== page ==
Nigeria’s Securities and Exchange Commission on Monday 14 Sep. announced that it recognizes crypto assets as securities, therefore bringing them under its regulatory jurisdiction.
In a statement posted on the commission’s website, the regulator explained that it classifies such assets under the regulatory guidelines of Nigeria’s Investment and Securities Act, 2007 (Section 13).
The statement marks the first time a financial regulator in Africa’s largest economy has ever adopted a substantial position on cryptocurrency.
Previously, every other official announcement in the country stated that crypto-assets were unrecognized under Nigerian law, however, stopped short of declaring them illegal.
Particulars of SEC Regulatory Statement
The statement focused on defining the issuance of crypto assets as a regulated activity, which is a departure from the status quo.
Specifically, it listed all initial coin offerings (ICO), digital asset token offerings (DATO), and security token offerings (STO) in Nigeria as regulated activities that must demonstrate compliance with SEC legislation going forward.
The actions are similar to those taken by the United States Securities and Exchange Commission (SEC) in regulating ICOs.
Most significantly, it lists cryptocurrency trading as a regulated activity, which brings an end to more than five years of regulatory inflexibility on the subject. Nigeria’s police and security forces are notorious for arbitrarily defining cryptocurrency-related activities as fraudulent or illegal in the absence of a regulatory position.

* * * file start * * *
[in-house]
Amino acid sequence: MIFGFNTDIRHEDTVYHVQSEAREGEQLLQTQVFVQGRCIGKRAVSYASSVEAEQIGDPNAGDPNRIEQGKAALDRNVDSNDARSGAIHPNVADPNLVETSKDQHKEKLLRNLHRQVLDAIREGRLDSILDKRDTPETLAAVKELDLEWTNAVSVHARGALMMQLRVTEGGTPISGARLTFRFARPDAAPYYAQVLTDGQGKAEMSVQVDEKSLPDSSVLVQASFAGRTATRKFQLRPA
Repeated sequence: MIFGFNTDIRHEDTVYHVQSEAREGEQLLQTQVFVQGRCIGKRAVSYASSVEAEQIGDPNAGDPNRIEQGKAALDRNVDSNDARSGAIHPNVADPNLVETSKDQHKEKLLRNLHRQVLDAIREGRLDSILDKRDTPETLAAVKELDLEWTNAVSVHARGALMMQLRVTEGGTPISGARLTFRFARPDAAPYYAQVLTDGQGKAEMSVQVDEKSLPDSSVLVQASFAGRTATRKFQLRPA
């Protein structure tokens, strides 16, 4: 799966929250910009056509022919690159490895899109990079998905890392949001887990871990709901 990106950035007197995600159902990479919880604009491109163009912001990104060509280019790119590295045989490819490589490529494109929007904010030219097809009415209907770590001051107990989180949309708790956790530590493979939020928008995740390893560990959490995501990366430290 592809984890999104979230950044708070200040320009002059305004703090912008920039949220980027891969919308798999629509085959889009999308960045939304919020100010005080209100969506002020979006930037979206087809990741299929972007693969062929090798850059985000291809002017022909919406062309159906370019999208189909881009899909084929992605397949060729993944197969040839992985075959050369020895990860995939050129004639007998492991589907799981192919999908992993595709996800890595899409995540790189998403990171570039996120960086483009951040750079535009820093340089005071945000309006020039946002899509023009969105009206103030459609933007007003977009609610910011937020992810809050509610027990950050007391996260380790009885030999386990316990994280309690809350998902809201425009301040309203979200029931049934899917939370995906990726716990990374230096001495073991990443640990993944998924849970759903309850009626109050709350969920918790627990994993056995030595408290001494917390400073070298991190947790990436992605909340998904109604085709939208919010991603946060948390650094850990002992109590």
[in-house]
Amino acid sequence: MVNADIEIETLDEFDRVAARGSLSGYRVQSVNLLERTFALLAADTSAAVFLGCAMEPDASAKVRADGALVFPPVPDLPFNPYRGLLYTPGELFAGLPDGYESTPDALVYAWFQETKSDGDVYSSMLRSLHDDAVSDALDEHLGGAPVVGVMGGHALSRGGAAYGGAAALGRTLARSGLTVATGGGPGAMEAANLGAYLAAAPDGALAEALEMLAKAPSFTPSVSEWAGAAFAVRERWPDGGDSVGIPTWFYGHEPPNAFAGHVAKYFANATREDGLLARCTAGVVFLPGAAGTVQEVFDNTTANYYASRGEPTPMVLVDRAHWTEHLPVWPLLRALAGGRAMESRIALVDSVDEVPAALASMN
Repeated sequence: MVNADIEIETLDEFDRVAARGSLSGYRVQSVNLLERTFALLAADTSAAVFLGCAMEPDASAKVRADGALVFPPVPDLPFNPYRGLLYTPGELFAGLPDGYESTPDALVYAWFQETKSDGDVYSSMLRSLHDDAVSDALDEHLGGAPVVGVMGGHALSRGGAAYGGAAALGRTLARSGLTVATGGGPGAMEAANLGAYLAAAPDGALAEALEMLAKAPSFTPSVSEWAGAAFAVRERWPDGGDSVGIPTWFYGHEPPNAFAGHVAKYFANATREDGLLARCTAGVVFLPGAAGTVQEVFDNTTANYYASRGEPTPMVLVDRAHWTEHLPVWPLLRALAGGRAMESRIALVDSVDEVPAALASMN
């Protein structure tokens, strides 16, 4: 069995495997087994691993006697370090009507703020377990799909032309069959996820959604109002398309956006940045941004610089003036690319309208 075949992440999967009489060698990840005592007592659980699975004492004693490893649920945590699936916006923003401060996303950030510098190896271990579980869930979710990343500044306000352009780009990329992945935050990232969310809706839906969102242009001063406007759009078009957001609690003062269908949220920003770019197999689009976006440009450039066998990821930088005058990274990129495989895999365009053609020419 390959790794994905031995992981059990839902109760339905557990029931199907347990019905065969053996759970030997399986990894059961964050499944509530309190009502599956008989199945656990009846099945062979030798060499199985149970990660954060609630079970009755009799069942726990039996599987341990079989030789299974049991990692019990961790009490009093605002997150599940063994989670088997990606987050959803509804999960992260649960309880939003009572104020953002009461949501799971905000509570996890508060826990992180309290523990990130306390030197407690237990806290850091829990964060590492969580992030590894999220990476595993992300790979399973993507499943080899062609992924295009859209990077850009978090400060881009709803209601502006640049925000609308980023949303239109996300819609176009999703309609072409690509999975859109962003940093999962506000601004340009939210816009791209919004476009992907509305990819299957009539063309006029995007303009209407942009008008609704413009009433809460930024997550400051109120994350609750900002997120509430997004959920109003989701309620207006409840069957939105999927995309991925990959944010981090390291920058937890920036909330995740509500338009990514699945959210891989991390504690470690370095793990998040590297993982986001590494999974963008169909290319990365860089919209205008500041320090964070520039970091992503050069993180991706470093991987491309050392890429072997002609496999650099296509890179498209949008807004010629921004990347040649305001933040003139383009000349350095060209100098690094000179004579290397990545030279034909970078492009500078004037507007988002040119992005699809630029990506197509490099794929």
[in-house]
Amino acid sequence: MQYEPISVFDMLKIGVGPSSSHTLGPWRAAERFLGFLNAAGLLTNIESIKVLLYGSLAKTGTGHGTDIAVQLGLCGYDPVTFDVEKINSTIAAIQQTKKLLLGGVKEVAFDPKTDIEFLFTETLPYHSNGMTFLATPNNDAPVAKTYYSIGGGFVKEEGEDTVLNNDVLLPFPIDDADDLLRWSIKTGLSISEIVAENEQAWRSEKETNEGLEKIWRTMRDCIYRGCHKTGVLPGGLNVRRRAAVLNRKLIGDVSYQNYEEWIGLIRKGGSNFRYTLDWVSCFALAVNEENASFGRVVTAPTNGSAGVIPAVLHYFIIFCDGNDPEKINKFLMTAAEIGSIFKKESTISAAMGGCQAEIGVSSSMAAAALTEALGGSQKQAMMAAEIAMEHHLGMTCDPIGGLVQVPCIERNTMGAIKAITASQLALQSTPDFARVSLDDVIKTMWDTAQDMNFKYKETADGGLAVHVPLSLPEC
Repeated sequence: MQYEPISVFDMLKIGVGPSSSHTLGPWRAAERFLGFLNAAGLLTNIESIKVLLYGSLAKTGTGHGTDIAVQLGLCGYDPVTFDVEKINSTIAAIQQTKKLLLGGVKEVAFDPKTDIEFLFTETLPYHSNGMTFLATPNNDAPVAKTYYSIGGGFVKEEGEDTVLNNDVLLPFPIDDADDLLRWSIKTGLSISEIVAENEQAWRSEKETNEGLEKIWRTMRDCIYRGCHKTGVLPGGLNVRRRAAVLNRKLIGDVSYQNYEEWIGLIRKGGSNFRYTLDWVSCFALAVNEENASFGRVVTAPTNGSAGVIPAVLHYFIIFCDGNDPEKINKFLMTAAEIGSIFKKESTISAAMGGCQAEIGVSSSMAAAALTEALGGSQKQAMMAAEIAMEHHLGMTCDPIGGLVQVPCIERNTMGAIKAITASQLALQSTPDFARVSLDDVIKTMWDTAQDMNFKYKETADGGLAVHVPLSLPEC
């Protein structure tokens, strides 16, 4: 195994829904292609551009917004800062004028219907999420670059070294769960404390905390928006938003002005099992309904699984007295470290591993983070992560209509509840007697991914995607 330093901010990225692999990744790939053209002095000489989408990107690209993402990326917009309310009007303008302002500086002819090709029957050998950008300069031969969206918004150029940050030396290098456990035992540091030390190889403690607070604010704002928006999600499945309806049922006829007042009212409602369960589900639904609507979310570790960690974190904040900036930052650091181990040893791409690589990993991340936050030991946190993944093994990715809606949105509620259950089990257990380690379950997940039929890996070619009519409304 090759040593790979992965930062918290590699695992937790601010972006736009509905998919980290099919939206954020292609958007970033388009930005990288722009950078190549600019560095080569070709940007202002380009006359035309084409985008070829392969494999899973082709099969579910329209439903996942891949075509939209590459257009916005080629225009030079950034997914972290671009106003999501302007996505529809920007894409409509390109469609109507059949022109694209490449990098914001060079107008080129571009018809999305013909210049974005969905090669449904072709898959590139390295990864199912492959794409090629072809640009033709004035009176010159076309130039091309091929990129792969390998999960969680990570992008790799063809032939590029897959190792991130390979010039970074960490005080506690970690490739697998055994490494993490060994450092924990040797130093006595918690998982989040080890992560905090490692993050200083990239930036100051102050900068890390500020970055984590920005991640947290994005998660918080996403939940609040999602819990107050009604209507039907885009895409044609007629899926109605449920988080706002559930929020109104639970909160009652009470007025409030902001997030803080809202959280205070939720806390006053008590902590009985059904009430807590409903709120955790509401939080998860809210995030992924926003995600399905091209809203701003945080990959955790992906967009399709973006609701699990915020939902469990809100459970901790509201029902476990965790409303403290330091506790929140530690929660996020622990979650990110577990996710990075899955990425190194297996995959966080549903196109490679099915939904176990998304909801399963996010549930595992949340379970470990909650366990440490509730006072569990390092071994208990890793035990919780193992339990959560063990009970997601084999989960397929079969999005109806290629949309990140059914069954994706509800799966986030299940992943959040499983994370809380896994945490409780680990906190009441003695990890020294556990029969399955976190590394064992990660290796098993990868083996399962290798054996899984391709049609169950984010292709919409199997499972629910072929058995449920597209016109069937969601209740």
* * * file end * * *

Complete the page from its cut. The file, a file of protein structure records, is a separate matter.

The announcement appears to finally draw a line under this by giving legal recognition to the country’s crypto industry. An excerpt from the announcement reads:
Any person, (individual or corporate) whose activities involve any aspect of Blockchain-related and virtual digital asset services, must be registered by the Commission and as such, will be subject to the regulatory guidelines. Such services include, but are not limited to reception, transmission and execution of orders on behalf of other persons, dealers on own account, portfolio management, investment advice, custodian or nominee services.
SEC Recognition Does Not Mean Full Regulatory Clarity
The statement comes from a financial regulator in Africa’s largest crypto market and one of the world’s fastest-growing crypto adoption areas. It is, however, only one step on the road to full regulatory clarity.
While the SEC has jurisdiction over tradeable assets, it’s the Central Bank of Nigeria (CBN) that has the power to decide whether crypto will be recognized as legal tender in Nigeria.
Speaking exclusively on the matter, Nairametrics Economic Analyst William Ukpe said:
In the long run, the guidelines show that the SEC does not see crypto as threat, and one thing Nigeria’s economic history has shown is that where government does not stifle innovation, the market also wins. However we wait for CBN’s response – that is what will truly show if Nigeria is ready for the cryptocurrency revolution.